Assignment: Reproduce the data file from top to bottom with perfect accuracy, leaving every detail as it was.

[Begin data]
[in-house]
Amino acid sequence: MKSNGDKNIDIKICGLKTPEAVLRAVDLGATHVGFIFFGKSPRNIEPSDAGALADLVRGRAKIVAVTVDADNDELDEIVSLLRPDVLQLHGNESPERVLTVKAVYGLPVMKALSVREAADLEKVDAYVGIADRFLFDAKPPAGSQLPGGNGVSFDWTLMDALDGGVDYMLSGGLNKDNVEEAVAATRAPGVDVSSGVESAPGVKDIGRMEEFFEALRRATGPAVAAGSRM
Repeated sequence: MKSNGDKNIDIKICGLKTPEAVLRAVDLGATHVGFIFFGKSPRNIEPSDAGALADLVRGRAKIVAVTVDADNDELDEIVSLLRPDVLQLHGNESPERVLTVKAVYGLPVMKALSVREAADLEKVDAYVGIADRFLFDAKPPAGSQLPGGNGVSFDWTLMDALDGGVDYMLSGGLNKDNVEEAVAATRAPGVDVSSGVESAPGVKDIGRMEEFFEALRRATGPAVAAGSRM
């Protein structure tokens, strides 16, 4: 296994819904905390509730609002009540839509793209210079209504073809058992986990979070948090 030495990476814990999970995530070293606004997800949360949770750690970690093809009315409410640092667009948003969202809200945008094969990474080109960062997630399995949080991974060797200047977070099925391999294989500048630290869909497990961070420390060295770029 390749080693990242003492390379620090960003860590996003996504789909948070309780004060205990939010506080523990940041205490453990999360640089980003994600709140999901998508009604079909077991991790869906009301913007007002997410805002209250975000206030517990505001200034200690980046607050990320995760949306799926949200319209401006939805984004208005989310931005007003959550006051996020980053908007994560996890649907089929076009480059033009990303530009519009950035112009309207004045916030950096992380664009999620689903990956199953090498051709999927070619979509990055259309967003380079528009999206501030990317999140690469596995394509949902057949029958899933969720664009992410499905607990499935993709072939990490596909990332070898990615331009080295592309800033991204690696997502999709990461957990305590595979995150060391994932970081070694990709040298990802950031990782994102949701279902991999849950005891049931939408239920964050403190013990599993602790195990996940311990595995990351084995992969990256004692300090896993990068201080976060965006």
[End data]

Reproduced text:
[in-house]
Amino acid sequence: MKSNGDKNIDIKICGLKTPEAVLRAVDLGATHVGFIFFGKSPRNIEPSDAGALADLVRGRAKIVAVTVDADNDELDEIVSLLRPDVLQLHGNESPERVLTVKAVYGLPVMKALSVREAADLEKVDAYVGIADRFLFDAKPPAGSQLPGGNGVSFDWTLMDALDGGVDYMLSGGLNKDNVEEAVAATRAPGVDVSSGVESAPGVKDIGRMEEFFEALRRATGPAVAAGSRM
Repeated sequence: MKSNGDKNIDIKICGLKTPEAVLRAVDLGATHVGFIFFGKSPRNIEPSDAGALADLVRGRAKIVAVTVDADNDELDEIVSLLRPDVLQLHGNESPERVLTVKAVYGLPVMKALSVREAADLEKVDAYVGIADRFLFDAKPPAGSQLPGGNGVSFDWTLMDALDGGVDYMLSGGLNKDNVEEAVAATRAPGVDVSSGVESAPGVKDIGRMEEFFEALRRATGPAVAAGSRM
């Protein structure tokens, strides 16, 4: 296994819904905390509730609002009540839509793209210079209504073809058992986990979070948090 030495990476814990999970995530070293606004997800949360949770750690970690093809009315409410640092667009948003969202809200945008094969990474080109960062997630399995949080991974060797200047977070099925391999294989500048630290869909497990961070420390060295770029 390749080693990242003492390379620090960003860590996003996504789909948070309780004060205990939010506080523990940041205490453990999360640089980003994600709140999901998508009604079909077991991790869906009301913007007002997410805002209250975000206030517990505001200034200690980046607050990320995760949306799926949200319209401006939805984004208005989310931005007003959550006051996020980053908007994560996890649907089929076009480059033009990303530009519009950035112009309207004045916030950096992380664009999620689903990956199953090498051709999927070619979509990055259309967003380079528009999206501030990317999140690469596995394509949902057949029958899933969720664009992410499905607990499935993709072939990490596909990332070898990615331009080295592309800033991204690696997502999709990461957990305590595979995150060391994932970081070694990709040298990802950031990782994102949701279902991999849950005891049931939408239920964050403190013990599993602790195990996940311990595995990351084995992969990256004692300090896993990068201080976060965006």